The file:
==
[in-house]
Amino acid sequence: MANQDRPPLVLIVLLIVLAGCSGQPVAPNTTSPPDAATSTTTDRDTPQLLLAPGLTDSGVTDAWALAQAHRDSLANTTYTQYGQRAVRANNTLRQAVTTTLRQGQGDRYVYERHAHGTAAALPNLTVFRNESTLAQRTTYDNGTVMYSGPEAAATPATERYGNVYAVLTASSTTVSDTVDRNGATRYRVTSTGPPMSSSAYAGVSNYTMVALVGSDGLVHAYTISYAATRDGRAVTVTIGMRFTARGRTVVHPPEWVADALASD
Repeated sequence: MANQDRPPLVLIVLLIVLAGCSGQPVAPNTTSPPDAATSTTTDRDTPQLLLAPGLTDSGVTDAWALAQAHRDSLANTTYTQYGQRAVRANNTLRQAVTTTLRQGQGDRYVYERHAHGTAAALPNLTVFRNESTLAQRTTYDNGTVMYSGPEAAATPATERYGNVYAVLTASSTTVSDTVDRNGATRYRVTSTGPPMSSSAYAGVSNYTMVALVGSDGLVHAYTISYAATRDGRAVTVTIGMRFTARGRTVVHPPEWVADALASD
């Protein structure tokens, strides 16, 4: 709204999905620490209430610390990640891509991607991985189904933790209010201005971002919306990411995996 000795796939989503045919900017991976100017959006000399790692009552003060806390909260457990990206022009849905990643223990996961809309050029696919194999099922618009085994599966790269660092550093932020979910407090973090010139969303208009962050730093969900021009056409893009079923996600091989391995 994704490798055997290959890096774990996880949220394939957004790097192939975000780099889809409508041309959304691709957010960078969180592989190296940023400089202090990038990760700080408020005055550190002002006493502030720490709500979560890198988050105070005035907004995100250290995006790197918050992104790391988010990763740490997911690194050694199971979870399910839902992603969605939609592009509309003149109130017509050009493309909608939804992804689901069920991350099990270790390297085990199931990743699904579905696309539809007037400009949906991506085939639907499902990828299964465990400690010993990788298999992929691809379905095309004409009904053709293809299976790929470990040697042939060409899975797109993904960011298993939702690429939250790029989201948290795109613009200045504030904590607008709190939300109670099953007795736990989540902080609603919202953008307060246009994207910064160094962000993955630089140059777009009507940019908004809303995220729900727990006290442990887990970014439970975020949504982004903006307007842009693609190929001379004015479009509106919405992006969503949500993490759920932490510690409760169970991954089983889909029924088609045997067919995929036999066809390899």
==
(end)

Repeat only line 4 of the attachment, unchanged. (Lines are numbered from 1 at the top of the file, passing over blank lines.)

């Protein structure tokens, strides 16, 4: 709204999905620490209430610390990640891509991607991985189904933790209010201005971002919306990411995996 000795796939989503045919900017991976100017959006000399790692009552003060806390909260457990990206022009849905990643223990996961809309050029696919194999099922618009085994599966790269660092550093932020979910407090973090010139969303208009962050730093969900021009056409893009079923996600091989391995 994704490798055997290959890096774990996880949220394939957004790097192939975000780099889809409508041309959304691709957010960078969180592989190296940023400089202090990038990760700080408020005055550190002002006493502030720490709500979560890198988050105070005035907004995100250290995006790197918050992104790391988010990763740490997911690194050694199971979870399910839902992603969605939609592009509309003149109130017509050009493309909608939804992804689901069920991350099990270790390297085990199931990743699904579905696309539809007037400009949906991506085939639907499902990828299964465990400690010993990788298999992929691809379905095309004409009904053709293809299976790929470990040697042939060409899975797109993904960011298993939702690429939250790029989201948290795109613009200045504030904590607008709190939300109670099953007795736990989540902080609603919202953008307060246009994207910064160094962000993955630089140059777009009507940019908004809303995220729900727990006290442990887990970014439970975020949504982004903006307007842009693609190929001379004015479009509106919405992006969503949500993490759920932490510690409760169970991954089983889909029924088609045997067919995929036999066809390899």